Food speculation rules face delay

16 November 2015

The financial press was buzzing last week with reports that the high profile EU legislation to tackle the financial crisis of 2007-8 is at risk of being delayed. This legislation was passed at the beginning of 2014 and thanks to public campaigning here in the UK and across Europe, includes provisions to tackle reckless betting on food prices.

Rocketing food prices during the global food crisis left millions hungry and food riots swept through major cities across the world. A key driver behind the surge in food prices was excessive speculation in the financial markets. As millions went hungry, banks raked in the profits.

And so it’s no surprise that the corporations and the financial sector have been actively lobbying to reduce the impact of the legislation.  For almost two years, since the legislation was agreed, the detail of implementation has been a work-in-progress, giving plenty of time for corporate lobbyists to exert their influence to water down and now delay the legislation.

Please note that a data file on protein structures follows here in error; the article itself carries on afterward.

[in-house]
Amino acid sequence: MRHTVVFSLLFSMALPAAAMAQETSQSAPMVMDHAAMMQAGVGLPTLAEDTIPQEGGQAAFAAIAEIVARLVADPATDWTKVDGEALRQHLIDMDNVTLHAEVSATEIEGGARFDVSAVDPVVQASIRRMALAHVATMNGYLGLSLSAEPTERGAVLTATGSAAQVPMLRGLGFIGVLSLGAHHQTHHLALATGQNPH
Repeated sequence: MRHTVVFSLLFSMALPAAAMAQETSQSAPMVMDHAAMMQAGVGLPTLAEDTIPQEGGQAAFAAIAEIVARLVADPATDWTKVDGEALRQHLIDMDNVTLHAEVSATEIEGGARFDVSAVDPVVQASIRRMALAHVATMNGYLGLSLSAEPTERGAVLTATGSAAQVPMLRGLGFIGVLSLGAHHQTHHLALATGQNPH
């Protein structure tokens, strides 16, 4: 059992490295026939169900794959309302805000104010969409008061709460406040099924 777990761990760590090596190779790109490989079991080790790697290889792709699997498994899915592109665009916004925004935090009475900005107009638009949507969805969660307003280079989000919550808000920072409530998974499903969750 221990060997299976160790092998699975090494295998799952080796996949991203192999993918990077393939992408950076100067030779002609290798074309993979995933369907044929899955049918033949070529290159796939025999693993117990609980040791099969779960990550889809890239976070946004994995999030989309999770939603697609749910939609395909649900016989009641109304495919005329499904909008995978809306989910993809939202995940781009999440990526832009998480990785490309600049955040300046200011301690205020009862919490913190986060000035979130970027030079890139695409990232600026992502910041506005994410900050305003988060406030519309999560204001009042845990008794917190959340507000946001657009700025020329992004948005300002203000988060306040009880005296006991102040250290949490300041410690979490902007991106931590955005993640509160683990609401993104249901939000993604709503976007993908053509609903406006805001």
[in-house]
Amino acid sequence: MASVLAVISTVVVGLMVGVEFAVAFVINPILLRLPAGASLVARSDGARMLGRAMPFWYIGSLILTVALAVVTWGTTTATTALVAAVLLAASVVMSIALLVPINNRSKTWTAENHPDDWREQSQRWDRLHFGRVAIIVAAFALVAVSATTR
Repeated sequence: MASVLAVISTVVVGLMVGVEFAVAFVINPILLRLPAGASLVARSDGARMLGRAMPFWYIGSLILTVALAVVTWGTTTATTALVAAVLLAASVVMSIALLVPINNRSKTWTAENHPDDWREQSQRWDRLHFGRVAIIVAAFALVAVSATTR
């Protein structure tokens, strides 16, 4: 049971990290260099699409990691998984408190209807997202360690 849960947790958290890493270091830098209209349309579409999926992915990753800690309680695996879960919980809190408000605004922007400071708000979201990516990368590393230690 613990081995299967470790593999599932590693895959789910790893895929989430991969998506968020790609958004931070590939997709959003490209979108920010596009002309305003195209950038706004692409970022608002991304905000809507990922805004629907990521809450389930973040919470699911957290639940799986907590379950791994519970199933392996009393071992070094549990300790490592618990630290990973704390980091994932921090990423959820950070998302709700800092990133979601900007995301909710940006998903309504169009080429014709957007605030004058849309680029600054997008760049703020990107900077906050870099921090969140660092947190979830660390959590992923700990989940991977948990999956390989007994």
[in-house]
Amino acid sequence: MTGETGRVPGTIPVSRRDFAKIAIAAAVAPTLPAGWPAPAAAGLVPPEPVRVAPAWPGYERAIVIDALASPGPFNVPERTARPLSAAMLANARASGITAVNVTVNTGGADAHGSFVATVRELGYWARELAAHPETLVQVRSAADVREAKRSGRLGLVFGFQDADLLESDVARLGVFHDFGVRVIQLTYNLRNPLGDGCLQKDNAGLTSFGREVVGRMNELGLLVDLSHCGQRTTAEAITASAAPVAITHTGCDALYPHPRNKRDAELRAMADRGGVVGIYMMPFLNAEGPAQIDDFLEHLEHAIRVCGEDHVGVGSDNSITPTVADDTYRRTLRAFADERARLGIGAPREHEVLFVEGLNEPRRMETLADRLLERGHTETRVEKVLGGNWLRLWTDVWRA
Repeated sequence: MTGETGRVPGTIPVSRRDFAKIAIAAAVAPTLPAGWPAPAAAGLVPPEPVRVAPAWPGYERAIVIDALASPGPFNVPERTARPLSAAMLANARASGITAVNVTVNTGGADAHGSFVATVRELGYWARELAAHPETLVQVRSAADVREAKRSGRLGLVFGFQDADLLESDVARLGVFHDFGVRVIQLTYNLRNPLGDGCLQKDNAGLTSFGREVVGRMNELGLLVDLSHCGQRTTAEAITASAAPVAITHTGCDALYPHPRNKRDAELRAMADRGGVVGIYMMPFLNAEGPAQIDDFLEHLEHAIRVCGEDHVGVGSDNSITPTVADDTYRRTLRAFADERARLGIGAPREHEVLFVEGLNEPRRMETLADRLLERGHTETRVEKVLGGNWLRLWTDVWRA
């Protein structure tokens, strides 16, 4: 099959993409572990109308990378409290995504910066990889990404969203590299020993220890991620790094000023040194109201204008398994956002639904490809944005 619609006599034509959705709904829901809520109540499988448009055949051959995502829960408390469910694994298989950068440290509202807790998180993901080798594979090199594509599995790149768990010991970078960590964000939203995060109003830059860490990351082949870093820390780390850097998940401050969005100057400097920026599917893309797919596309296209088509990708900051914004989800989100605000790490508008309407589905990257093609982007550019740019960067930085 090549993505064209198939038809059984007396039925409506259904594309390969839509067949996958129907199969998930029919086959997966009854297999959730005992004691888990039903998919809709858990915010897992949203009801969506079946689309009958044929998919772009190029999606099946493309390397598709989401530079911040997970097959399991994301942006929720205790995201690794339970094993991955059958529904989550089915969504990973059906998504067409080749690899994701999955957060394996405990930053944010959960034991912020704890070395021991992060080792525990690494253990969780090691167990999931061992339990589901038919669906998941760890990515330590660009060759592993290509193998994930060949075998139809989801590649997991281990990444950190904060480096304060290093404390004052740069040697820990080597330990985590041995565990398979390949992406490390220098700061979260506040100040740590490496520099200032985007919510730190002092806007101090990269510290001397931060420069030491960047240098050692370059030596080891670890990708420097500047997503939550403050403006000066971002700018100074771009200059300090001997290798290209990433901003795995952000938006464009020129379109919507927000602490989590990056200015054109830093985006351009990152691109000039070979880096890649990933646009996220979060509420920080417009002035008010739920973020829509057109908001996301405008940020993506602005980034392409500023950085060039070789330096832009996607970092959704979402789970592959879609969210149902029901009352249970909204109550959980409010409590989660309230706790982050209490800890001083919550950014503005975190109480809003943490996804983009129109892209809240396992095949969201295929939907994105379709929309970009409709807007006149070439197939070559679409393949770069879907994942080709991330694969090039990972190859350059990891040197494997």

If the delay is confirmed, it will be a classic case of corporate interest trumping the interests of ordinary citizens. The financial sector and Europe’s financial regulator say they need more time to build the new systems required to support the regulations but other critical financial experts do not agree and believe the systems will be ready in time. The financial sector have known about this impending regulation for a few years and have had plenty of time to introduce the required infrastructure.

The proposed one-year delay would mean that the legislation would only start to apply in January 2018 which by then would be a good 10 years from the financial crisis of 2008.

The stakes are high – the financial sector are keen to protect their ability to profit from excessive speculation while ordinary citizens are fighting for their right to not have their food prices subject to the casino instincts of corporations.



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